Volume 35A of Research in the History of Economic Thought and Methodology features a symposium on historical epistemology. An internationally renowned cast of contributors offers a variety of perspectives on one of the major approaches in empirical philosophy of science and the historiography of economic thought.
Through readings of iconic figures such as the cannibal, the child, the alien, and the posthuman, Gabriele Schwab unpacks literary explorations at the boundaries of the human. Treating literature as a dynamic process that “writes culture,” makes the abstract particular and local, and situates us within the world, she pioneers a compelling approach to analyzing literary texts and their production of meaning, knowledge, and society. Schwab’s interdisciplinary study draws on anthropology, philosophy, critical theory, and psychoanalysis to trace literature’s profound impact on the cultural imaginary. Following a new interpretation of Derrida’s and Levi-Strauss’s famous controversy over the indigenous Nambikwara, Schwab develops readings of imaginary encounters between east and west in the novels of Pearl S. Buck, Italo Calvino’s Invisible Cities, and Ulrike Ottinger’s film Johanna d’Arc of Mongolia (1989). She examines the portrayal of sexual capture and cannibalism in Juan José Saer’s The Witness and Marianne Wiggins’ John Dollar; the anxiety over the fate of children in Richard Powers’ futuristic Operation Wandering Soul; the representation of personhood, agency, and power in Octavia Butler’s Xenogenesis; and the fascination with primitivism and the cultural other in Franz Kafka’s “The Wish to Be a Red Indian,” and Leslie Marmon Silko’s “Yellow Woman.” Schwab concludes with an exploration of discourses on the posthuman, using Samuel Beckett’s “The Lost Ones” and its imagining of a future lived under the conditions of minimal life. Consulting a wide range of critical theories, Schwab engages the productive intersections between literary studies and anthropology and remakes our understanding of the power of literature to shape culture, subjectivity, and life.
This book explores the socio-political implications of human heredity from the second half of the nineteenth century to the present postgenomic moment. It addresses three main phases in the politicization of heredity: the peak of radical eugenics (1900-1945), characterized by an aggressive ethos of supporting the transformation of human society via biological knowledge; the repositioning, after 1945, of biological thinking into a liberal-democratic, human rights framework; and the present postgenomic crisis in which the genome can no longer be understood as insulated from environmental signals. In Political Biology, Maurizio Meloni argues that thanks to the ascendancy of epigenetics we may be witnessing a return to soft heredity - the idea that these signals can cause changes in biology that are themselves transferable to succeeding generations. This book will be of great interest to scholars across science and technology studies, the philosophy and history of science, and political and social theory.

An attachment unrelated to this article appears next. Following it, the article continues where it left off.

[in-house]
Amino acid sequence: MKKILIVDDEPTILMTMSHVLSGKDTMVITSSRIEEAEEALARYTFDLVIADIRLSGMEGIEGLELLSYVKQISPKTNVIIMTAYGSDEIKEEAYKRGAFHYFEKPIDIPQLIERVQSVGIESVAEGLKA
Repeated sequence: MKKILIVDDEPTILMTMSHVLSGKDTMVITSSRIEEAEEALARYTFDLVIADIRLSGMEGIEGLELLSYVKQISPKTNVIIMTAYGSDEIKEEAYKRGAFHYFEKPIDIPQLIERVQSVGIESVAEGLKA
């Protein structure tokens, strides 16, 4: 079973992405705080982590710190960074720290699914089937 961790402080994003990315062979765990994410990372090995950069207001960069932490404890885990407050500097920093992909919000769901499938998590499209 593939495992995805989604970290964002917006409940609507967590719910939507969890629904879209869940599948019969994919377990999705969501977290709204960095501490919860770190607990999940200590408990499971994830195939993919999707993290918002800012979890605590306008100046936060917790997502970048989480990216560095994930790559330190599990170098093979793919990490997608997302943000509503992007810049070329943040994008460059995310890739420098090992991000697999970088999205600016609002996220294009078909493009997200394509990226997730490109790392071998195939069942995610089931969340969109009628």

Writings on Medicine
At the time of his death in 1995, Georges Canguilhem was a highly respected historian of science and medicine, whose engagement with questions of normality, the ideologization of scientific thought, and the conceptual history of biology had marked the thought of philosophers such as Michel Foucault, Louis Althusser, Pierre Bourdieu, and Gilles Deleuze. This collection of short, incisive, and highly accessible essays on the major concepts of modern medicine shows Canguilhem at the peak of his use of historical practice for philosophical engagement. In order to elaborate a philosophy of medicine, Canguilhem examines paramount problems such as the definition and uses of health, the decline of the Hippocratic understanding of nature, the experience of disease, the limits of psychology in medicine, myths and realities of therapeutic practices, the difference between cure and healing, the organism's self-regulation, and medical metaphors linking the organism to society. Writings on Medicine is at once an excellent introduction to Canguilhem's work and a forceful, insightful, and accessible engagement with elemental concepts in medicine. The book is certain to leave its imprint on anthropology, history, philosophy, bioethics, and the social studies of medicine.